Citizens Bank (RBS)
Like PNC, RBS also offers a 15-year term loan, which again offers a lower monthly payment at the cost of paying more in interest. Beyond the basic repayment options (which in this case are essentially loan types) of “immediate repayment,” “interest only repayment” and “deferred repayment,” the chat specialist I spoke to wasn’t able to give me much information. She did, however, give me a number to call, but the representative on the phone only informed me of the same three options, along with what sounded like standard forbearance and grace period programs.
This one is worth some additional research, and we will update the post if we receive any new information.
The #1 Rule for How to Pay off Private Student Loans
We have seen that private student loan companies offer a variety of repayment options that you may not have known about. And, obviously, the list here isn’t comprehensive (we’ve just made an effort to cover the largest institutions). While some lenders publish their repayment options publicly, others keep this information private. Luckily, more and more has become public since our first version of the article in 2013. While withholding information makes it slightly more difficult to access, it doesn’t mean that borrowers should give up.
Instead, it means that the most important rule about paying off private student loans is that you need to communicate with your lender! As we have shown, most lenders are willing to help you and might have some sympathy for your economic difficulty. But the reality is that they won’t give you this sort of help if you don’t ask for it. We encourage you to call early and often during your period of financial difficulty and to explain your situation thoroughly when you ask for help. You will also want to leverage paper mail, in accordance with the the CFPB’s guidelines (keep reading).
In addition to updates from the financial institutions, the CFPB has also taken a tougher stance and provided more guidance since we first wrote our article. For starters, the CFPB has echoed concerns that we’ve heard firsthand here in the blog comments about the resistance from lenders to actually help remedy borrowers’ situations and present tangible options. Here’s some commentary from the CFPB:
“For example, our analysis of complaints reveals that many of you tried to find out more information by calling your lender or servicer, but received conflicting or inaccurate information as you were bounced between call center staff. Many of you told us how you were provided no option at all, driving you into default, even though a reduced payment plan might be in the best interest of both you and your lender.”
What’s particularly interesting here is that the CFPB accurately points out that a hardship program of some sort would be mutually beneficial, which has us all scratching our heads as to why the programs are so elusive. One solution to this predicament might be to arm yourself with even more information when you make contact with your lender. Having the ability to present more concrete evidence of your financial standing could help you make a stronger case. The CFPB says:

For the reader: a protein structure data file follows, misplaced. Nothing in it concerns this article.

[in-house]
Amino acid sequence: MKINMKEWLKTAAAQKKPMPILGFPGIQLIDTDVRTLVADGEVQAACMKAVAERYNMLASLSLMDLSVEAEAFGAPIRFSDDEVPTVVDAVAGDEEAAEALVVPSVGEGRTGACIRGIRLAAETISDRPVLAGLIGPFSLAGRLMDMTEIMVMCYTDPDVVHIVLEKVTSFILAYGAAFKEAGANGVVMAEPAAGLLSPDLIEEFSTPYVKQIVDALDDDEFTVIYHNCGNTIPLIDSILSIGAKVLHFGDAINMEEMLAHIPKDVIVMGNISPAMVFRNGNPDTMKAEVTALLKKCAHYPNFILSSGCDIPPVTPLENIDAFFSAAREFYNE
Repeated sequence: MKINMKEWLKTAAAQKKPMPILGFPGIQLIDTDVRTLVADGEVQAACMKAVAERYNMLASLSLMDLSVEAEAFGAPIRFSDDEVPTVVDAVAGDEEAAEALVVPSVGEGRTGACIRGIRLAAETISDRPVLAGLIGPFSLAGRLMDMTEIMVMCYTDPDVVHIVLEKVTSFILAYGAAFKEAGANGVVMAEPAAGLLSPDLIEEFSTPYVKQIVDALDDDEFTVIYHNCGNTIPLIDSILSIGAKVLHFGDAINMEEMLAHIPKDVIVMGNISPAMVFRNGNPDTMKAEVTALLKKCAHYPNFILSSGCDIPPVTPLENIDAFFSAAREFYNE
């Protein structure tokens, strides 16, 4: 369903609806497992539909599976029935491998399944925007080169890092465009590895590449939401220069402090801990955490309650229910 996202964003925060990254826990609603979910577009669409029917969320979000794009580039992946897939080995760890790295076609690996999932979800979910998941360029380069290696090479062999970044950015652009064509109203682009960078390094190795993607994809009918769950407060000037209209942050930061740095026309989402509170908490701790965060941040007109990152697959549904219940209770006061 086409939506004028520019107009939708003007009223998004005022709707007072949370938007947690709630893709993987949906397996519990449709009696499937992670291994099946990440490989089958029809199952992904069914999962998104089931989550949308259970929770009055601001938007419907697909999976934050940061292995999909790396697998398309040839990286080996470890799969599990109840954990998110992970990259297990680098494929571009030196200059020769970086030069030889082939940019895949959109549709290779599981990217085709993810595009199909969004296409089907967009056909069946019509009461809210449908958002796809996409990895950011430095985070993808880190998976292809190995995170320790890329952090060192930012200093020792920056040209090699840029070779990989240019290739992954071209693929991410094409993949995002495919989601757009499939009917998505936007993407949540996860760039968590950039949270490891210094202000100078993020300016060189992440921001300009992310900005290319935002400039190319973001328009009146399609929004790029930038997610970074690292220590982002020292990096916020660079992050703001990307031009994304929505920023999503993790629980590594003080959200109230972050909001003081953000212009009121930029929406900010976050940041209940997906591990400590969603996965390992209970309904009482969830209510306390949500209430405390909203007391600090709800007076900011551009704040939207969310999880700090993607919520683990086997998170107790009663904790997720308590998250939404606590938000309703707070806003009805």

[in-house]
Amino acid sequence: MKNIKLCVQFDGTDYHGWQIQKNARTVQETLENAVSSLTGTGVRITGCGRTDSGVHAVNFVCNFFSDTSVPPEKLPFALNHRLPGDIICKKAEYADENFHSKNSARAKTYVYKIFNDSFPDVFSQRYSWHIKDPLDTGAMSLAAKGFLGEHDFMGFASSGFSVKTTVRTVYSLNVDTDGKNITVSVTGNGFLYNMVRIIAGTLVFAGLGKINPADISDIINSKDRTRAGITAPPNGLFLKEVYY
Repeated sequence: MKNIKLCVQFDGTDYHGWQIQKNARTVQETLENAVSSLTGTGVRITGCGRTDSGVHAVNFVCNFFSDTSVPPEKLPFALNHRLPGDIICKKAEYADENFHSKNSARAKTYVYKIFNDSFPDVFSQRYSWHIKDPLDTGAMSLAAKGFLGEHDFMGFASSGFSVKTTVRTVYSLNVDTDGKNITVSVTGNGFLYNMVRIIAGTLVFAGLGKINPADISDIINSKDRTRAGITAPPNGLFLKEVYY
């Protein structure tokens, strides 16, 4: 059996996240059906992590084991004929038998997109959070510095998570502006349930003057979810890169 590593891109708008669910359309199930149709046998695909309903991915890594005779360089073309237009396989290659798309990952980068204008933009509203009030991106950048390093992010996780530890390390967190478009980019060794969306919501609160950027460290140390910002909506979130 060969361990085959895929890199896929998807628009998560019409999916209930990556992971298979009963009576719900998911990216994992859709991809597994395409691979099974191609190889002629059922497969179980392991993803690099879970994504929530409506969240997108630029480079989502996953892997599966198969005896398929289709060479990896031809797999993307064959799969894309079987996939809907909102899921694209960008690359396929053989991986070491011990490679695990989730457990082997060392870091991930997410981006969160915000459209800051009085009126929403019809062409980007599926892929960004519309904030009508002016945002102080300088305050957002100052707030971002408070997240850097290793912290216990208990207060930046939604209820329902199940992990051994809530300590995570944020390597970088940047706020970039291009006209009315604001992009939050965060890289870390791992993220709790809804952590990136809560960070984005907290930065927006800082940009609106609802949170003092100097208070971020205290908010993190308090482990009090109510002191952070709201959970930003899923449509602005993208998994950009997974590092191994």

“Some student loan companies have told us that they may ask for recent pay stubs or a bank statement to verify income and expenses. Consider including these documents with your request, which you can mail or send through your private student loan servicer’s website after you login.”
Having these documents handy could pay big dividends, and offering them before they are requested could also get the conversation started.
Another important point is to keep in mind the power of physical mail. It’s hard to believe that even in the modern times we live in today, communicating with lenders and other financial institutions is typically most effective when done through paper mail. This is particularly challenging for millennials, who prefer electronic communication, but ironically they are the group most negatively impacted (and frustrated) by this private student loan debacle.
Overcome this concern and reach out via paper mail using this letter provided by the CFPB: Private Student Loan Hardship Letter.
Download the letter, fill out the appropriate information and send it to your servicer. Keep scanned copies of everything you send. This could be a powerful tool in getting a response, including some options that have not been presented to you via telephone. If you try this approach, please come back and let us know how things turn out, by adding a comment below.
Other Resources for Private Student Loans
If you are still struggling, there are two more options to consider. First, if you feel that your loan servicer has broken the agreement or terms of your loan, you can contact the Consumer Financial Protection Bureau. If you file a formal complaint with the CFPB, they may be able to help.
Secondly, you should leverage the flexibility of your federal student loans by enrolling them in repayment programs. In most cases, this will allow you to have lower monthly payments for your federal loans, and this will free up more money to put toward Sallie Mae or other private loans. Ideally, this will help you pay off your private student loan debt completely, and then you can focus on the federal loans.
One of the best ways to learn about federal student loan programs is by talking to a student loan counselor. Clearpoint offers this service, and a counselor will help identify your best repayment options, review your budget and give insight into your credit. Learn More.
Where do you go from here?
If you have private student loans, there are three key takeaways you should remember:
- Communicate with your lender(s) regarding your financial situation and use the CFPB letter.
- Get familiar with the available hardship programs offered by your lender, and contact the CFPB if the lender breaks your agreement.
- Leverage the flexibility of your federal student loans.
We hope you can put these strategies to work. For more information or help with your student loans, call us at 1-800-675-7601 or click here to schedule a student loan counseling session.